2019-2020 Annual Report
A Year for the Books
A Year for the Books
A core component of our mission as the John Mitchell, Jr. Program is the reframing of the relationship of the past to the present. We were founded at the start of the 2019–2020 academic year at George Mason University’s Jimmy and Rosalynn Carter School for Peace and Conflict Resolution to carry out this mission, and as the first year of our operation, 2019–2020 has been a year for the books.
In building up a portfolio of research and practice rooted in critical historiography, narrative change, and conflict resolution principles, we are laying a strong foundation for the work of our growing community of scholars, researchers, and practitioners. Both the establishment of our social media presence and the development of a number of digital humanities initiatives have anchored our approach to narrative change through the centering of marginalized, overlooked, and underrepresented voices, while our growing series of virtual events has provided a platform for a dynamic and informed conversation on the two pandemics we are currently facing: systemic racism and COVID-19.
Read our first annual report to see how we have spent our first year as a program dedicated to helping realize a more equitable and just world.
In June 2020, following the murder of George Floyd in Minneapolis on May 25, the George Mason University community gathered on the Fairfax campus in support of Black Lives Matter. Participants marched from the Field House to the statue of George Mason, the university’s namesake, who enslaved more than 100 people of African origin/descent and who built his wealth, well-being, and legacy on their forced labor. The march included multiple speeches from Mason students and community members who challenged systemic, anti-Black racism in the United States and across the world and interrogated its manifestations in the academic space, including in the form of the statue of George Mason on Fairfax Campus. Mitchell Program staff members joined the march in solidarity. (Photo by Ron Aira/Creative Services/ George Mason University)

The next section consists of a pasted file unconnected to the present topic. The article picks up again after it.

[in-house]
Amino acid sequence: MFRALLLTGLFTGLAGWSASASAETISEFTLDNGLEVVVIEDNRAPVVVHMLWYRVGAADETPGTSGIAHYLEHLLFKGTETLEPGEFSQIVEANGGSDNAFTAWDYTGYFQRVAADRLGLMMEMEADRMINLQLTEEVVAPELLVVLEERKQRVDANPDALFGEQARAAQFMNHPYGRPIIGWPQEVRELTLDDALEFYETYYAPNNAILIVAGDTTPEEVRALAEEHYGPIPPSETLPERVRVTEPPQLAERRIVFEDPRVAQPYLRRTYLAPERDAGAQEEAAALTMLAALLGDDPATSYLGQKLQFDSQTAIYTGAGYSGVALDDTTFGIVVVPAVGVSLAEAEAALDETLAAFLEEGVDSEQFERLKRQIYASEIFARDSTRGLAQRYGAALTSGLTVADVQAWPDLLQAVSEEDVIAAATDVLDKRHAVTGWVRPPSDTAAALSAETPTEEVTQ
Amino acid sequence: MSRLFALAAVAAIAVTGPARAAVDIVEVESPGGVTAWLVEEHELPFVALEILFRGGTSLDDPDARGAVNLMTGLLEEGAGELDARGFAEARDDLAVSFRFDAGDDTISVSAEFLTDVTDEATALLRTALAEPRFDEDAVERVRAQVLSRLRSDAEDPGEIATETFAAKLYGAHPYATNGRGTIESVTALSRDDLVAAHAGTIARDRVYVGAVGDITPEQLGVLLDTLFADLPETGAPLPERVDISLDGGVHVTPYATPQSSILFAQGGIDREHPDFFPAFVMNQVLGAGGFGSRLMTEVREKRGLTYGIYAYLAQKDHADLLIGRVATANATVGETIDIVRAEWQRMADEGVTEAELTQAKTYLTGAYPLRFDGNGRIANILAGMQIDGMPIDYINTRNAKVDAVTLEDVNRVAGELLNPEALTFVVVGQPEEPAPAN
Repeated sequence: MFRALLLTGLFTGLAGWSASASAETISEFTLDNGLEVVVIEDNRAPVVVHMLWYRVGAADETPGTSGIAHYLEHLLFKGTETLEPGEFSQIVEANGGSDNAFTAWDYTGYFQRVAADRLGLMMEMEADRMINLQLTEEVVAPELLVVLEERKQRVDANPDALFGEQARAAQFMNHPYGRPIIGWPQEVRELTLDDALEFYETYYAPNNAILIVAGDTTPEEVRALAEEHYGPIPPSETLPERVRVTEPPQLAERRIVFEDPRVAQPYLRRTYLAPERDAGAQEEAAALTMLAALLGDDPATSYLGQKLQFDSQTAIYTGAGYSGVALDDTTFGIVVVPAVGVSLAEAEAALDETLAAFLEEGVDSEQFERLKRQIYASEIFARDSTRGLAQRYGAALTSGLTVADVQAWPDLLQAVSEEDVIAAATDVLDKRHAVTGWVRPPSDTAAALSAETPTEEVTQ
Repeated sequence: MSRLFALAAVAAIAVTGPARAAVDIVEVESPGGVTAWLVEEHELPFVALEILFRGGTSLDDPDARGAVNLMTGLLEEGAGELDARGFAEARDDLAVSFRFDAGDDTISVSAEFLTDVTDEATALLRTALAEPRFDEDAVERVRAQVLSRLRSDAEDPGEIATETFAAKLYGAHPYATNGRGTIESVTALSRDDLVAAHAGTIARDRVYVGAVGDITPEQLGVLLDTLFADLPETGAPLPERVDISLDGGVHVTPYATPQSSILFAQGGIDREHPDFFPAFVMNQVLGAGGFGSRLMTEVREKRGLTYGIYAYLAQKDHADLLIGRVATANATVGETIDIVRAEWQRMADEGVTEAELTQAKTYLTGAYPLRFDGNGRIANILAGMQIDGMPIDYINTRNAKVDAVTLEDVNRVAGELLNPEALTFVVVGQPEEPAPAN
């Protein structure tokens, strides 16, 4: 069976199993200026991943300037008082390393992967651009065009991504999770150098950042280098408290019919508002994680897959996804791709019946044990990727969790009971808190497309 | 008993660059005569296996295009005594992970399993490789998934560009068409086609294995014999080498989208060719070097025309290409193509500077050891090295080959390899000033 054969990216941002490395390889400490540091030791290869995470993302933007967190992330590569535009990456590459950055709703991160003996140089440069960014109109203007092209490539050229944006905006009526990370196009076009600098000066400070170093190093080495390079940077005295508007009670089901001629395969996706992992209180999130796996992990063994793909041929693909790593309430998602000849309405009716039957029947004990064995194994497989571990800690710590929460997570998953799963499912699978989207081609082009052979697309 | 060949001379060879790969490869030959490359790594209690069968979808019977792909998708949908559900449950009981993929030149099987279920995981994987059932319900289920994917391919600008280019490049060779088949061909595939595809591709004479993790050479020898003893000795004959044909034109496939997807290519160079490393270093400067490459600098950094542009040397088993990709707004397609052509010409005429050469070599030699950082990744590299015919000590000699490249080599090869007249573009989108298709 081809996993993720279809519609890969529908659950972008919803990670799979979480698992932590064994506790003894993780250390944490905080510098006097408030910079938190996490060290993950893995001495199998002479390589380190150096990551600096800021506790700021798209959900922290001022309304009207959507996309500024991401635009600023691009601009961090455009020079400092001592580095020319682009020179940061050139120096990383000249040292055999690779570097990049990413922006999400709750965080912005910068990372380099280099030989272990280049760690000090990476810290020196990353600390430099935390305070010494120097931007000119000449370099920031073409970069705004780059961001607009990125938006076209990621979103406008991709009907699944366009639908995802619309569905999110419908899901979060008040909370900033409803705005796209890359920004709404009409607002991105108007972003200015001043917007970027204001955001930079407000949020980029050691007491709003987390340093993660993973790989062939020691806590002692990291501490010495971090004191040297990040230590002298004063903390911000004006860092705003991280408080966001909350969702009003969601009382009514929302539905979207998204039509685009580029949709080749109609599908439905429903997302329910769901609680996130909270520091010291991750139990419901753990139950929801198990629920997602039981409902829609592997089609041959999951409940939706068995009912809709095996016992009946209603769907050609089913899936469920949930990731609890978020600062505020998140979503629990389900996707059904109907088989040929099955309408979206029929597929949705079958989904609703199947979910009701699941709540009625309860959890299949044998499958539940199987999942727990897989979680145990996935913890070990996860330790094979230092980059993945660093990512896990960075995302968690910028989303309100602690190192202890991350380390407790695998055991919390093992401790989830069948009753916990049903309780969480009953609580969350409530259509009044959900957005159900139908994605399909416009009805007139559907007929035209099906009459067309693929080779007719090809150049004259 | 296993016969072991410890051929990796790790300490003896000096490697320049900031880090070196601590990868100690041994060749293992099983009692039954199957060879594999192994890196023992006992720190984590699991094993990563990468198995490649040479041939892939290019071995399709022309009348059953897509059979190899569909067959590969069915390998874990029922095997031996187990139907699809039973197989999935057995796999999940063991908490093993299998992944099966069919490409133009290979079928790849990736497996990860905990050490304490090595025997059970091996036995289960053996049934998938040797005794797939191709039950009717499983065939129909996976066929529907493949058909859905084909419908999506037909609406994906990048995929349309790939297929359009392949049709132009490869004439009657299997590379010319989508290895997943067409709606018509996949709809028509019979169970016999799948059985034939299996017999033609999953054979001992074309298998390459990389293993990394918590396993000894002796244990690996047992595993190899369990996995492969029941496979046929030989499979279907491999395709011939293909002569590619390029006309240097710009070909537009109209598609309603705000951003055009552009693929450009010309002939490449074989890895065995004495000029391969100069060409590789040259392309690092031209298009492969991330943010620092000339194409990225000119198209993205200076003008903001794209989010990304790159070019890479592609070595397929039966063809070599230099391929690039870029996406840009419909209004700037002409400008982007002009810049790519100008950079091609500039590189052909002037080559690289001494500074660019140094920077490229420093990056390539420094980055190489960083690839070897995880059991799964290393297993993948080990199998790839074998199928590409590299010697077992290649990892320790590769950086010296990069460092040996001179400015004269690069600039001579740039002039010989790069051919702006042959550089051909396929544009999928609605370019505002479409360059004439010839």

Anchors for Narrative Change: Social Media, Digital Humanities, and Events
Narrative change is central to our work. At the Mitchell Program, we believe that change to the material conditions of White supremacy and systemic racism in the United States—which manifest in the legal system, institutional policies, and socioeconomic lived experiences—cannot be realized without changes to narratives that foster ignorance, discrimination, hatred, and oppression against marginalized and minoritized racial communities. As such, our program’s research and practice aims to facilitate greater access to narratives that seek to center marginalized and minoritized voices in service of affirming the personhood of Black people, Indigenous people, and other People of Color while deconstructing the harmful narratives of White supremacy.
In commemoration of Juneteenth (June 19), also known as Emancipation Day, we put together a social media campaign that highlighted the holiday’s origins in the emancipation of enslaved African Americans and explained why its commemoration is important to both the honoring of Black and U.S. history and the continuation of the struggle for racial justice in the United States.
Throughout Pride Month, which is celebrated every year in June, we did a series of posts highlighting the words, lives, and legacies of prominent members of the LGBTQ+ community who are Black or are part of other Communities of Color. Our posts highlighted the voices of literary figures, activists, and policymakers, including Andrea Jenkins, Phillipe Cunningham, Marsha P. Johnson, Lorraine Hansberry, Kehinde Wiley, Langston Hughes, Pauli Murray, Miss Major Griffin-Gracy, Sylvia Rivera, and Sara Hegazy.